Friday, March 22, 2013

Parkinson’s Patients May Be Harmed by Novel Treatment

One of the most promising new approaches to treating Parkinson’s disease hit a snag after researchers found early evidence it may make people worse.

The experimental technique involves reducing levels of alpha-synuclein, a protein found in clumps in the brains of people with Parkinson’s that increases the risk of the disease. Research presented at the American Academy of Neurology meeting in San Diego shows the condition progresses more rapidly in patients with naturally low levels of the protein.

Companies including Elan Corp., Alnylam Pharmaceuticals Inc. (ALNY), NeuroPhage Pharmaceuticals Inc. and Prana Biotechnology Ltd. (PBT) have early-stage efforts under way to develop drugs aimed at alpha-synuclein. The Michael J. Fox Foundation has put more than $47 million into research targeting the protein. The results suggest patients in clinical trials to lower alpha- synuclein may be at risk, said Demetrius Maraganore, a study author.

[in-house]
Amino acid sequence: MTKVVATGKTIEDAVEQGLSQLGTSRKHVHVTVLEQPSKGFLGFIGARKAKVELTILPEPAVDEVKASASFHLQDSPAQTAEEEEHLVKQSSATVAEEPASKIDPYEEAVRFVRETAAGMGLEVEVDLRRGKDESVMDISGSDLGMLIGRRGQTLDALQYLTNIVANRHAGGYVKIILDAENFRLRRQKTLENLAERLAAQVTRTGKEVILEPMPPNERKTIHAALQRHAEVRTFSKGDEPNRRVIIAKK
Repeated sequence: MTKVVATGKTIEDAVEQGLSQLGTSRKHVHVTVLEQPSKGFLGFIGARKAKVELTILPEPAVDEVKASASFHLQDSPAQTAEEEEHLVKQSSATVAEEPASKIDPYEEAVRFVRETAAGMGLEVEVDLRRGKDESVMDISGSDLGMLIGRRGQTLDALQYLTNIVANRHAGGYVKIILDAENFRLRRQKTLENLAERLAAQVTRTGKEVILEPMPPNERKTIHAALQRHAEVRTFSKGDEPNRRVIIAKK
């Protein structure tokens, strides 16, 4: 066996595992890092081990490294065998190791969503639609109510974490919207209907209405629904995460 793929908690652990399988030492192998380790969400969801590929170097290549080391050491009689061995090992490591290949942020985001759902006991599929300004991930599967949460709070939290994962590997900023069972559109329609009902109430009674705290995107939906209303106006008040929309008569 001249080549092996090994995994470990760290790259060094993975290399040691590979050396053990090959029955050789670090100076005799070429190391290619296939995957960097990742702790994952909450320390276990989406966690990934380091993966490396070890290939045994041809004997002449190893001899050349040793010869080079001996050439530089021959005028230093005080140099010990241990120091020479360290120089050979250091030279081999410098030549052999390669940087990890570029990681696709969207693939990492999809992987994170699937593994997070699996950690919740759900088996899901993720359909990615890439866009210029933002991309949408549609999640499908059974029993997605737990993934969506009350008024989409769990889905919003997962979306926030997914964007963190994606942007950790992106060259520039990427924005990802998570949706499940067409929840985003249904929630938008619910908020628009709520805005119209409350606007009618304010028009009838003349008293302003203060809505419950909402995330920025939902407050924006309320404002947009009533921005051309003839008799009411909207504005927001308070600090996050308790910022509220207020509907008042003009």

“There is a sense of urgency related to their safety,” Maraganore, who is chairman of neurology at NorthShore University Health System in Evanston, Illinois, said in a telephone interview. “If this work is reproducible and our interpretation of the findings is correct, this has immediate relevance to people with Parkinson’s.”

The study released yesterday found patients with a genetic variant that led to the lowest production of alpha-synuclein were 23 percent more likely to develop dementia or need a wheelchair than those who made the most of it.

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